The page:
The online help and the release notes come off as before. No one has time to update the user manual, so they postpone it. From the manager’s perspective, documentation as a task works and makes it easier to distribute all tasks among all developers and testers.

Too late

One more year later, there are problems: After shipping version 2, customers started complaining that the documentation was incoherent. Some online help is more helpful than other entries. The release notes describe features that are neither in the online help nor in the manual. The documentation in general is now seen as a burden and a competitive disadvantage.

A business consultant takes a close look at the documentation and finds the complaints are justified. Much documentation focuses on features and reference information. Customers ask for workflows how to set up and operate the product, which is described in the outdated manual.

Lesson learned

As far as technical communication is concerned, I think there is a single simple lesson here: High-quality documentation requires a professional who is responsible and accountable, just as in development or test.

There are two reasons which I think managers should understand:

  • To write effective documentation which can be maintained efficiently and used effectively requires experience and standards. To assign documentation as individual tasks creates incoherent, unmaintainable documentation with overlaps and gaps.
  • As in development and test, what is seductive and cheaper in the short run, costs more money in the long run.

5 steps from legacy documentation to topics

To move to topic-based authoring, you need to convert existing documentation into topics. The efforts shouldn’t be underestimated, but it’s actually a pretty straightforward process. I’m describing how to convert sections in manuals, but it’s much the same for most content, whether it’s FAQs, wiki articles, training materials, etc.


  • Some knowledge of topic-based authoring. You should know the topic types you will use, for example, concepts, tasks and reference topics.
  • Have a tactical framework. Ensure you know the documentation structure you aim for and how you will get there in a project. Consider for example the Top 4 tactics to structure legacy documentation.
  • A style guide to which your documentation complies definitely helps.

1. Identify topic type(s) per section

Define each section in your manual as one of your topic types, for example, concept, task or reference.

If topic types are mixed…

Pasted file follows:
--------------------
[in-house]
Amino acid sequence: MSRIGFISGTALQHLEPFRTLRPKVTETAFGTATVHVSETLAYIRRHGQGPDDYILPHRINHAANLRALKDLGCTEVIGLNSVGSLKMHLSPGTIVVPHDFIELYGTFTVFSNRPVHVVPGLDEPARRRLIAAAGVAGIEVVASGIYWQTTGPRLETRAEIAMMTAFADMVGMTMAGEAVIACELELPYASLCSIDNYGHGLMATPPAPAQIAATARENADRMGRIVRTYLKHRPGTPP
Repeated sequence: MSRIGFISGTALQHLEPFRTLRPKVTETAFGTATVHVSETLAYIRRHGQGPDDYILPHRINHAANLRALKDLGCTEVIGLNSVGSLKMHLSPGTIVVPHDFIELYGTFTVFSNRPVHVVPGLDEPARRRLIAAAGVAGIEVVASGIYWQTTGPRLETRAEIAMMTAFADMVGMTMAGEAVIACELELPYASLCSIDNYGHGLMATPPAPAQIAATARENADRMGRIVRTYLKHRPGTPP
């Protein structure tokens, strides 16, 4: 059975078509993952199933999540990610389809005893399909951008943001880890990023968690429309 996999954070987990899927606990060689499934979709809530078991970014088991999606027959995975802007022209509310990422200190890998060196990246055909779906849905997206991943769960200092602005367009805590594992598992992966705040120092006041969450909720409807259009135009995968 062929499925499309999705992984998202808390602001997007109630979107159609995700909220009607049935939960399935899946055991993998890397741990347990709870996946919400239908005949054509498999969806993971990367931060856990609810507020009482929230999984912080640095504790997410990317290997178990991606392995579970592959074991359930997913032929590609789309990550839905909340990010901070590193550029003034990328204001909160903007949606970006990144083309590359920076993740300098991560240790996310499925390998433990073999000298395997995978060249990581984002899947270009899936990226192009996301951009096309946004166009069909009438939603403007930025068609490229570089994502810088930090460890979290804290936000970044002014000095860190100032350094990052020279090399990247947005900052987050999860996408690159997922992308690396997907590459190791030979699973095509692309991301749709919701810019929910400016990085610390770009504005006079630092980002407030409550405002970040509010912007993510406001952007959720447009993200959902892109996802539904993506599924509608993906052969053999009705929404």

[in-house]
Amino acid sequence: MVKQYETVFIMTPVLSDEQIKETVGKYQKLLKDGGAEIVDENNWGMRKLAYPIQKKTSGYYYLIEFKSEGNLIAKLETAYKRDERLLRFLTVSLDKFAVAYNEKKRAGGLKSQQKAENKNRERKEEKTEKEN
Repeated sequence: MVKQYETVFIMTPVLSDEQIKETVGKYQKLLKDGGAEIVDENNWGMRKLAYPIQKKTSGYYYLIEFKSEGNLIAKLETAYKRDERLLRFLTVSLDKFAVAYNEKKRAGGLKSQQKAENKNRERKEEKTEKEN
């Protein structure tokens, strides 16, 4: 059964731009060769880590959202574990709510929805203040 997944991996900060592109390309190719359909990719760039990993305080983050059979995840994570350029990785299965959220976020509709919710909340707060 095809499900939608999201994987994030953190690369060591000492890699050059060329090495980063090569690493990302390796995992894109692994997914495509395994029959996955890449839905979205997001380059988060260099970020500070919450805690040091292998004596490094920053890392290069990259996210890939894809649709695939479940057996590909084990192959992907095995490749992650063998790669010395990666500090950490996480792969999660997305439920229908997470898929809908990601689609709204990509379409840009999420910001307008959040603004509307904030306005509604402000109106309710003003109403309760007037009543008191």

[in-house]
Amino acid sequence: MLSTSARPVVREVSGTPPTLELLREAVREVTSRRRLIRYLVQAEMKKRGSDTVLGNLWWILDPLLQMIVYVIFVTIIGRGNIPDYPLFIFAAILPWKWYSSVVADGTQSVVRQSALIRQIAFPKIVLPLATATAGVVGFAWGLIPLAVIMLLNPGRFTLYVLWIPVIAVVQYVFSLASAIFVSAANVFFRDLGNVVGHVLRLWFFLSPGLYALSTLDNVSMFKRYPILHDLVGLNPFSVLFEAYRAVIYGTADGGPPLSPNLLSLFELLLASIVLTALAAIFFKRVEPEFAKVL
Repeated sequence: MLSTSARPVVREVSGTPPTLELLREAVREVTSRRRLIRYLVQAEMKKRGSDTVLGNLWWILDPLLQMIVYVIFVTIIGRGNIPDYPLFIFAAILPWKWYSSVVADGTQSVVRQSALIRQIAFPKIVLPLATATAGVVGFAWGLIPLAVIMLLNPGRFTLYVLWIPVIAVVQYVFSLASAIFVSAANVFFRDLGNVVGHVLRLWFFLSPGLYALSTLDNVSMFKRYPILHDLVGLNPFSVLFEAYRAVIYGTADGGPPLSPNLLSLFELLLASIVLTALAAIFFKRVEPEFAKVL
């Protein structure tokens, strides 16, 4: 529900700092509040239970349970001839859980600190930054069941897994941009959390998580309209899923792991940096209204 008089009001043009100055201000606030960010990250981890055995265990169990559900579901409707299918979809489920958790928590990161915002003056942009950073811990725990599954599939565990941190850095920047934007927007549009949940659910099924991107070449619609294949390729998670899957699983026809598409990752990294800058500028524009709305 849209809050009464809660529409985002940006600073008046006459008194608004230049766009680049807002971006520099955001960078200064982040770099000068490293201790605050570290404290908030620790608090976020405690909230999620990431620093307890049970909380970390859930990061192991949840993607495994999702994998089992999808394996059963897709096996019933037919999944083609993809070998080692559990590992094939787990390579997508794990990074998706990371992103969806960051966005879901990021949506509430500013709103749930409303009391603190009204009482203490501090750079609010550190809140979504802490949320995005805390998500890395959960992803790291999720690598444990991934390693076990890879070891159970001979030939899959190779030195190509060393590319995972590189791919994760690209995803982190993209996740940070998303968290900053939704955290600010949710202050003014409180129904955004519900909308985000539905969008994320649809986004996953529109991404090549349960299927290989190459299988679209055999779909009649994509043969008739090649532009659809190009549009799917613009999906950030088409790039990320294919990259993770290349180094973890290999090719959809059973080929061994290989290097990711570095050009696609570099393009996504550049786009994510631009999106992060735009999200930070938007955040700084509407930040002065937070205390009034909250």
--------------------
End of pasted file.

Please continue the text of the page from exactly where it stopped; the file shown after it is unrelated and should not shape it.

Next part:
A common problem at this point is that you may have topics that mix topic types. For example, your topic contains concept information and task information. Or task information and reference information. For details, see When topics don’t quite work.

2. Re-chunk sections to make them topics

Redistribute your content so each section becomes a topic:

  1. Cut out everything in a section that doesn’t fit the selected topic type and put it aside.
  2. Ensure that the topic that remains:
    • Is either a concept or a task or a reference.
    • Presents only one idea.
    • Has only one purpose.
    • Can stand alone, in context with others.
  3. Take the content you have cut out and put aside and do one of the following:
    • Integrate it into an existing topic where it fits better.
    • Create a new topic for it.
    • If it’s not relevant, throw it away. 🙂

If topics are too complex…

A common problem at this point is that you can end up with one or several topics that are too complex. Then you can try the following:

  • If you can describe a topic’s content as two separate, but related ideas, turn it into two sibling topics.
  • If you can fully summarise a topic’s content only as a very complex idea, turn it into a parent topic and create children topics for it.
  • If it’s a long procedure with more than 10 main steps in a top-level numbered list, try to cut it into two topics approximately in the middle.

3. Re-sequence your topics

Re-arrange the sequence of your topics, so they flow nicely when users read not just one or two of them, but need to learn a complete setup or operational process.

  1. Verify that your topics are in the best possible sequence and re-arrange them if necessary. You might want to try these categories:
    • Setup, in the sequence of tasks.
    • Operations, in the sequence of tasks.
    • Reference topics, in alphabetical order.
    • Concept topics can either appear as a section of their own, ordered from the large/general to the small/particular, or among the other topics as appropriate.
  2. Verify that your topics are complete and add topics, if necessary:
    • Do you have concept topics for all major elements in your task topics which explain what these elements are?
    • Do you have task topics for all concept topics which explain how to set up and operate the elements

If the topic sequence doesn’t flow nicely…

A common problem is that the topics don’t flow as nicely once you have chunked them into stand-alone pieces. In this case, add some “glue” topics which orient readers and ensure a good flow, for example, at the beginning of chapters in books. Consider including these glue topics only in print deliverables; maybe they are not necessary in your online help.

4. Rewrite headings to guide readers

Often your legacy section headings work in the context of your manual, but don’t give users enough orientation when they read just one or two topics. Rephrase them so users can quickly dip in and out of your documentation. Keep these guidelines in mind:

  • Reflect the user’s need or goal in the heading.